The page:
• The original plaintiff/ respondent herein (who died during the pendency of this appeal) contended that the scheduled property which was allotted to his share vide partition deed 1348 of 1964 was given on lease to the appellant for a period of 5 years for construction of boats at Rs. 300/- per month. Rs. 3600/- were paid to the respondent as a security amount for observance of the terms and conditions of the agreement.
  • Appellant agreed to pay rent every month and surrender the land after the expiry of the lease but he paid the stipulated rent only for 38 months.
  • The period of the lease expired on 15.01.1987.
  • Respondent issued the notice on28.10.1987 for termination of tenancy by 15.11.1987 along with demand for vacant possession which was not complied with by the appellant. Hence, a suit for recovery of possession, realisation of rent arrears and damages foruse and occupation from 16.11.1987 onwards was filed.
  • Appellant defended the suit by contesting that the respondent and his elder brother had given the land in question to him under an oral lease on 15.09.1962 for the stipulated rent of Rs. 25 per month and by receiving Rs. 100/- advance. Appellant further contended that he constructed a shed on the said land which he used for the construction of the boats in pursuance of the lease.
  • The agreement of 1982 was executed after the insistence of the respondent. This agreement stipulated the rent of Rs. 300/- per month.
  • The respondent claimed to be a commercial lessee and sought protection under section 106 of the Kerala land reforms act. It was further contended by him that notice of termination of the tenancy was not in accordance with the law.
  • On the request of the appellant, the matter was sent to Land Tribunal for decision.
  • The ld. Tribunal observed that no commercial lease is involved. Ld. Munsiff also accepted the said finding and decreed the suit as prayed for.
  • The First appeal was filed before the district judge. The appeal failed. Hence, the second appeal was filed before the Hon’ble High Court of Kerala.

QUESTIONS OF LAW

  • Whether the termination of the lease for manufacturing purpose by fifteen days' notice is valid?
  • Whether amendment to Section 106 of the Transfer of Property Act, 1882 (for short, “the Act”) introduced by the Transfer of Property (Amendment) Act, 2002 (Act 3 of 2003) applied to pending suits and proceedings?

ARGUMENTS BY THE APPELLANT

  • The 15 days notice for termination of tenancy is invalid as it does not conform to the requirements of sec 106(1) of the TPA.
  • As it is admitted by the respondent by his averment in the plaint that the lease was for a period of 5 years for the purpose of manufacturing, it could only be terminated by a six month notice.
  • Counsel for the appellant relied on a plethora of judgments to contend that amendment of substantive law cannot be given retrospective effect unless it is so provided expressly or by necessary implication.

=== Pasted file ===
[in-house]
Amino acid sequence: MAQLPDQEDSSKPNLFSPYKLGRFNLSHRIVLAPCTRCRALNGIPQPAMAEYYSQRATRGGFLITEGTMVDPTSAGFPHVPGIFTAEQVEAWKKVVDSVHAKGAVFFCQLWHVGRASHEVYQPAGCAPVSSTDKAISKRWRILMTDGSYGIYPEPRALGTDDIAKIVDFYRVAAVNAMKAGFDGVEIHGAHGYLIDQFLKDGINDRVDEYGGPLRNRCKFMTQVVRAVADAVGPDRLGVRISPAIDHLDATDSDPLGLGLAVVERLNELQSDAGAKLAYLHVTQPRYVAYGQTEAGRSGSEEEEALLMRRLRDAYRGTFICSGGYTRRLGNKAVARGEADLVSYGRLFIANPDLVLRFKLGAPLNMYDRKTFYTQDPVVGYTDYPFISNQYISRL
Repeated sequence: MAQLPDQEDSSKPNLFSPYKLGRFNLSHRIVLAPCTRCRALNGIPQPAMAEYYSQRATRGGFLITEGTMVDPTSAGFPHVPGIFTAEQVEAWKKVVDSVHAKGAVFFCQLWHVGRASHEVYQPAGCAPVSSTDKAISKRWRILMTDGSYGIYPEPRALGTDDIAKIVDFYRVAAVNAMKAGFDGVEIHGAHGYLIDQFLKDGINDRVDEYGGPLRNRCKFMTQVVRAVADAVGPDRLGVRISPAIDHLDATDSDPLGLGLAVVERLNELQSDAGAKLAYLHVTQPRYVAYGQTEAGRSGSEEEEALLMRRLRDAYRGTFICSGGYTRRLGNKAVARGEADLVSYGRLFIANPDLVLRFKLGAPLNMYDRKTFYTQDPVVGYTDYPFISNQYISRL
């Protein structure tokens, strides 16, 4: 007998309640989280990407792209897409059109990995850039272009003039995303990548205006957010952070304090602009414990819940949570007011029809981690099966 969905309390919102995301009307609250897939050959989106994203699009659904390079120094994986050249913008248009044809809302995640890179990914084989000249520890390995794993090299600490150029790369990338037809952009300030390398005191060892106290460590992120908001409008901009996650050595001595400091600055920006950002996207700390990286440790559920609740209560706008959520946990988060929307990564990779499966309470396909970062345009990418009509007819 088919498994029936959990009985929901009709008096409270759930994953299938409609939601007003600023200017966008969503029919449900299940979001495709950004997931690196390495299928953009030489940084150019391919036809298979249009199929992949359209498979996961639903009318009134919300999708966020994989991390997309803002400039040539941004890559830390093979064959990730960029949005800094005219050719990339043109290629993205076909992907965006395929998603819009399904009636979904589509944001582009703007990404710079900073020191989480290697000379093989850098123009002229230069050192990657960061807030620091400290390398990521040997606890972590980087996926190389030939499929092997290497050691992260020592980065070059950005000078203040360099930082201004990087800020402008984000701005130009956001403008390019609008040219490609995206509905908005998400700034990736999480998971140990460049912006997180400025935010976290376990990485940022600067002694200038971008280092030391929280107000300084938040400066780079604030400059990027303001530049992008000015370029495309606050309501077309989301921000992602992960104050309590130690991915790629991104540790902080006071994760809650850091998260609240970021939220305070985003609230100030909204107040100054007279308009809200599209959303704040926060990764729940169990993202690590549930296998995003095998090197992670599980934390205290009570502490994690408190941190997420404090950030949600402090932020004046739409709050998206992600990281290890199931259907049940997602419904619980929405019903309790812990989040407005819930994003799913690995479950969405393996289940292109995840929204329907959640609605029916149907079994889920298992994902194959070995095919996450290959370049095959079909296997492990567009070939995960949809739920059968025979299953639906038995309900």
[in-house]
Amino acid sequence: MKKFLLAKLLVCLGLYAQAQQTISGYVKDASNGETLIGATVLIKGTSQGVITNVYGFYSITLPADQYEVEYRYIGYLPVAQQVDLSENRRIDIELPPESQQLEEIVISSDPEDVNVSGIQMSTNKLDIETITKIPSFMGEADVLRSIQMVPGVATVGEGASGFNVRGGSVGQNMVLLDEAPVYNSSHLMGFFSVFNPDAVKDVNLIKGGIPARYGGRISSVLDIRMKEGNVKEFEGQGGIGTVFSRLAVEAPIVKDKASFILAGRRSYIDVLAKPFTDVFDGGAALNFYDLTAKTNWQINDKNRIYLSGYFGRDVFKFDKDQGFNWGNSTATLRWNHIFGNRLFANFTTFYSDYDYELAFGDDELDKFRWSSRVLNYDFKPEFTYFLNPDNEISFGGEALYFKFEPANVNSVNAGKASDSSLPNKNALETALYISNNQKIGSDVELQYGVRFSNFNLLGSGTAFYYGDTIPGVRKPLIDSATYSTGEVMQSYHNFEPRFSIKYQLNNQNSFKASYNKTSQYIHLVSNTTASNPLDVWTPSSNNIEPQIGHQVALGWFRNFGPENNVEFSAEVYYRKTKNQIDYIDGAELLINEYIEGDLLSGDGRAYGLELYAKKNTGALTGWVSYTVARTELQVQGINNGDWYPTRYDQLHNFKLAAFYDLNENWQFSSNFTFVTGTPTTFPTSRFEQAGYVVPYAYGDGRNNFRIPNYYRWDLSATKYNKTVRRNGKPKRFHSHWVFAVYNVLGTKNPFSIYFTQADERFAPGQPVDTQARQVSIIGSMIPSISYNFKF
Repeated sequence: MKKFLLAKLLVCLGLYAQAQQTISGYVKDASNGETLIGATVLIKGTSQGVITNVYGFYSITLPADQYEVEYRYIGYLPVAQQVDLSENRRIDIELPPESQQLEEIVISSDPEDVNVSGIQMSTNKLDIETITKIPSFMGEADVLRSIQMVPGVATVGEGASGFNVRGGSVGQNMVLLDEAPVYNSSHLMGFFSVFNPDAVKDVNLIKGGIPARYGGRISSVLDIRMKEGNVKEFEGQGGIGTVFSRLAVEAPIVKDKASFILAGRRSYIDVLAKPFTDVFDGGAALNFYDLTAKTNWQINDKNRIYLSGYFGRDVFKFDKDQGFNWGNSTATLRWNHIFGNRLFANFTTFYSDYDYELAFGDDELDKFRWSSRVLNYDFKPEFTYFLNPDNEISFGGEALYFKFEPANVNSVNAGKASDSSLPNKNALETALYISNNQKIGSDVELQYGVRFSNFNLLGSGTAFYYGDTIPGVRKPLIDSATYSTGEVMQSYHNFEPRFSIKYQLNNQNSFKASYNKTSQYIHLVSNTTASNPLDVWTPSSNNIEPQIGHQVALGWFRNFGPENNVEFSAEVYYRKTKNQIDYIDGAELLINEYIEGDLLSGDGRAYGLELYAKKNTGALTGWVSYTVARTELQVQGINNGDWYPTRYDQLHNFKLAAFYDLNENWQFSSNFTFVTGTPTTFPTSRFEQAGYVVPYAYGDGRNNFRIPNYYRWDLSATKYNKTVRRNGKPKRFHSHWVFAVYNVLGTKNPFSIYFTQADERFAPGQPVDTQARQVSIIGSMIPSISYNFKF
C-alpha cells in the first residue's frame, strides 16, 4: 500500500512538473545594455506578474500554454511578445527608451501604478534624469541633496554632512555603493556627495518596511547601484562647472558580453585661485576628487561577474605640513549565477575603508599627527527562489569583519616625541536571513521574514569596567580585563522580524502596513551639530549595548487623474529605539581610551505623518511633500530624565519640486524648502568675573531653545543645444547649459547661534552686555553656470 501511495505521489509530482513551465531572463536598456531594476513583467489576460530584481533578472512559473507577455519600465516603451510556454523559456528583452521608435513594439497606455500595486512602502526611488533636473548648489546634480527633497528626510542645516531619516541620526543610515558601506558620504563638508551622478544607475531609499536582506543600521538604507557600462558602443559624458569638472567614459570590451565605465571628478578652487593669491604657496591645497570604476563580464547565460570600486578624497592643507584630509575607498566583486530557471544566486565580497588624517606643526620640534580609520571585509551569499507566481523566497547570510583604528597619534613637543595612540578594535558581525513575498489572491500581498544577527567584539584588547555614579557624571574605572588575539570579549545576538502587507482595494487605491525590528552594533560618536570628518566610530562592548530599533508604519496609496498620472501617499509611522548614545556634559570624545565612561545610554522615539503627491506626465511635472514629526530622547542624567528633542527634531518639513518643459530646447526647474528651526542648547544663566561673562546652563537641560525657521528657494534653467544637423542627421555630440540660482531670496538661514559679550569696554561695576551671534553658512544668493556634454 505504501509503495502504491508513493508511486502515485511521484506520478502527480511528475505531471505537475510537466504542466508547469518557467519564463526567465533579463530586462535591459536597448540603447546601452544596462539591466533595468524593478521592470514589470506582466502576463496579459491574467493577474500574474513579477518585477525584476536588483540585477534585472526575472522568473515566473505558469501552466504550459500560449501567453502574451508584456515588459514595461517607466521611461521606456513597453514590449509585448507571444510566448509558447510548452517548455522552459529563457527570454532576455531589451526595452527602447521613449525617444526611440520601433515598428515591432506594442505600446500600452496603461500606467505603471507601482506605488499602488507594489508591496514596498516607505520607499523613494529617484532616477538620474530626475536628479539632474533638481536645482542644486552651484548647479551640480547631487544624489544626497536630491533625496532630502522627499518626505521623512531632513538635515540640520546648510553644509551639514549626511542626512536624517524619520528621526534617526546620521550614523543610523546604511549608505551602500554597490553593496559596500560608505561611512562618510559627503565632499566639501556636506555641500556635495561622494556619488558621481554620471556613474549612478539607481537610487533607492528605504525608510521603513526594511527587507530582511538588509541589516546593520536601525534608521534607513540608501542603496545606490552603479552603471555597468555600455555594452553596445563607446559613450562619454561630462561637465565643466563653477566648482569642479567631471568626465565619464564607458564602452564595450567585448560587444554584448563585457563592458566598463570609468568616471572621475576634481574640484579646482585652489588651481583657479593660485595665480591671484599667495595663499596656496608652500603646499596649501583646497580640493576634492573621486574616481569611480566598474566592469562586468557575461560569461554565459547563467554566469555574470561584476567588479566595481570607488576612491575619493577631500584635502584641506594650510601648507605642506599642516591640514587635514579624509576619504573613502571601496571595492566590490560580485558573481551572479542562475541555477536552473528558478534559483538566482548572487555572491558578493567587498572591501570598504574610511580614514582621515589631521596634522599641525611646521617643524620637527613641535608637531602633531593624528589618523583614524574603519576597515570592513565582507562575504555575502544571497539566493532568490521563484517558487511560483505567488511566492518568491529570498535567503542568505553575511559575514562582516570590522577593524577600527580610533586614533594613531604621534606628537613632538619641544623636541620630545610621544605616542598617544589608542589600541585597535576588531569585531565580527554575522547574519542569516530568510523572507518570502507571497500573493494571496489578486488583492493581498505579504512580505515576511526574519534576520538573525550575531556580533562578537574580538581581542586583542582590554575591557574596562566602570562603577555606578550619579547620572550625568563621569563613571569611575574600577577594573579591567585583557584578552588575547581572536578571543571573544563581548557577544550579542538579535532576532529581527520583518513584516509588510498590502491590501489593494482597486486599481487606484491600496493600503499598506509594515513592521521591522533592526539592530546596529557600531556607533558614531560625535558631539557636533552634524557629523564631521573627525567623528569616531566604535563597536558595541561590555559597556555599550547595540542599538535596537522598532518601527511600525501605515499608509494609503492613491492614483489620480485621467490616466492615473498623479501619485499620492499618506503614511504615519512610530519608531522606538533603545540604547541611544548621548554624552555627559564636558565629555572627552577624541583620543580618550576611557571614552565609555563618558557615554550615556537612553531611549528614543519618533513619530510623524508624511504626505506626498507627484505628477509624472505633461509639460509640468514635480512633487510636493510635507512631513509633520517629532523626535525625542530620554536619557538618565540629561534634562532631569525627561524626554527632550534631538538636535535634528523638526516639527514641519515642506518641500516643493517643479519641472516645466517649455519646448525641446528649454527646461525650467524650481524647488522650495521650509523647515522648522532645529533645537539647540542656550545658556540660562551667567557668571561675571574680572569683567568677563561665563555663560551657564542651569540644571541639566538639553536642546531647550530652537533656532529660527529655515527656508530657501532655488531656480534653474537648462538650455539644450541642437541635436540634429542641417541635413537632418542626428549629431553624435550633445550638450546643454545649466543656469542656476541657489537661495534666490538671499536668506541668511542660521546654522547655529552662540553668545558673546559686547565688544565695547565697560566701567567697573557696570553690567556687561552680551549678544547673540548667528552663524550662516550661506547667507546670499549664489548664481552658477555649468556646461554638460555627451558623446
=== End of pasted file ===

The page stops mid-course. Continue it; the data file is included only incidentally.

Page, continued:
ARGUMENTS BY THE RESPONDENT

  • There is no contention as to the invalidity of the said notice in the written statement of the appellants. In such a case, the validity of the notice cannot be challenged.
  • Since the written agreement is an unregistered document, it cannot create a lease for a period of 5 years.
  • As it is admitted by the appellant that he was put in possession of the said land, he becomes a tenant holding over.
  • It was an agreement to pay monthly rent and its payment till 15.03.1985 amounted to a contract as contrary to the stipulation under section 106 of the TPA. Hence, this should be deemed to be a monthly lease terminable by 15 days notice.
  • Respondents relied on the decision of the Hon’ble SC in the case of Dharam Pal v. Harbans Singh to support their contentions against the plea of invalidity of the notice.

ANALYSIS

  • The argument of the respondent that the appellant cannot raise the question of the invalidity of notice was rejected by the Hon’ble HC as there was a significant difference in the factual scenario of the present case and the case cited by the respondents.
  • The HC however accepted that the unregistered document dated 16.1.1982 could not create a lease for a period of 5 years.
  • But, as per the judgment in the case of Mohammed Kunju IshaBeevi v. Elayakunju Shahul Hameed, it was held that, though the lease under which the tenant has been given the possession is void, if the tenant pays the rent and same is accepted by the landlord, the person becomes a tenant by holding over as per Sec 116 of the act.
  • On the question of application of the amendment to section 106 of the Transfer of Property Act, the court analyzed the report of the 181st Law Commission along with the object and reasons for the said amendment and reached the conclusion that the amendment to Sec.106 of the Act applicable to suits and proceedings pending at the commencement of Act 3 of 2003 and hence would apply to the present case as well, as an appeal, is a continuation of the suit.

CONCLUSION

The High Court dismissed the Appeal by holding that amendment to Sec.106 of the Act applied with all its vigour to notice dated 28.10.1987 and the suit filed pursuant to that notice. Sub-sec. (3) of Sec.106 takes care of the alleged inadequacy for the notice which the appellant has been complaining about all these years though he was not at all affected or prejudiced by the alleged inadequacy as the suit was filed after five months of the date on which according to him the lease could be validly terminated.